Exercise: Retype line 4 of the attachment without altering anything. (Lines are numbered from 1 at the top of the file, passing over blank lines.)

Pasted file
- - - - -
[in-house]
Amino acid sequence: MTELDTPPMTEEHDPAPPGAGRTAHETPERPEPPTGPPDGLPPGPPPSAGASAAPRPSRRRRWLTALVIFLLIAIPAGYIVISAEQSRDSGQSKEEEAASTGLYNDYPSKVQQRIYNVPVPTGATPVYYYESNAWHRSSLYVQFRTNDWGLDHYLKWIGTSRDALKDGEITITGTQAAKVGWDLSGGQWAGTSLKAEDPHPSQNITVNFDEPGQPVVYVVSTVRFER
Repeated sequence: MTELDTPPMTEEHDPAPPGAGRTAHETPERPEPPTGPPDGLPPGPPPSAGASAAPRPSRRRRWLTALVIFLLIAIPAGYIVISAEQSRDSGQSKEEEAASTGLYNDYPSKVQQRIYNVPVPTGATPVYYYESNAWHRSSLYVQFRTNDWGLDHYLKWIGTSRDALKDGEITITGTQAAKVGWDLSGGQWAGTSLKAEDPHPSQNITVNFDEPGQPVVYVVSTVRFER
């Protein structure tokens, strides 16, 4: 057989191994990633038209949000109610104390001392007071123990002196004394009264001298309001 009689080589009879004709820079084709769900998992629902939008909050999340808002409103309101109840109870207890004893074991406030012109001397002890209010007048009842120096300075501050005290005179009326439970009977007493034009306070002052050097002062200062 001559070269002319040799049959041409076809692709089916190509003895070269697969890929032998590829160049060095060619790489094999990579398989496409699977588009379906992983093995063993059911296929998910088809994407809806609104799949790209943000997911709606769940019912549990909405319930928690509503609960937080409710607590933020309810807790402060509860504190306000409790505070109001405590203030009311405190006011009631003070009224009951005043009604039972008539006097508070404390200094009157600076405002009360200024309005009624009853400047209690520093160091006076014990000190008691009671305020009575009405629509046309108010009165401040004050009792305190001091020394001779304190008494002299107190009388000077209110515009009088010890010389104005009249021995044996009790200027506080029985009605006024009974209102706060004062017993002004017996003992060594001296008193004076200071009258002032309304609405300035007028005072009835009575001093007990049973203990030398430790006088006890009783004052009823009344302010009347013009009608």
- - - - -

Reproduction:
């Protein structure tokens, strides 16, 4: 057989191994990633038209949000109610104390001392007071123990002196004394009264001298309001 009689080589009879004709820079084709769900998992629902939008909050999340808002409103309101109840109870207890004893074991406030012109001397002890209010007048009842120096300075501050005290005179009326439970009977007493034009306070002052050097002062200062 001559070269002319040799049959041409076809692709089916190509003895070269697969890929032998590829160049060095060619790489094999990579398989496409699977588009379906992983093995063993059911296929998910088809994407809806609104799949790209943000997911709606769940019912549990909405319930928690509503609960937080409710607590933020309810807790402060509860504190306000409790505070109001405590203030009311405190006011009631003070009224009951005043009604039972008539006097508070404390200094009157600076405002009360200024309005009624009853400047209690520093160091006076014990000190008691009671305020009575009405629509046309108010009165401040004050009792305190001091020394001779304190008494002299107190009388000077209110515009009088010890010389104005009249021995044996009790200027506080029985009605006024009974209102706060004062017993002004017996003992060594001296008193004076200071009258002032309304609405300035007028005072009835009575001093007990049973203990030398430790006088006890009783004052009823009344302010009347013009009608």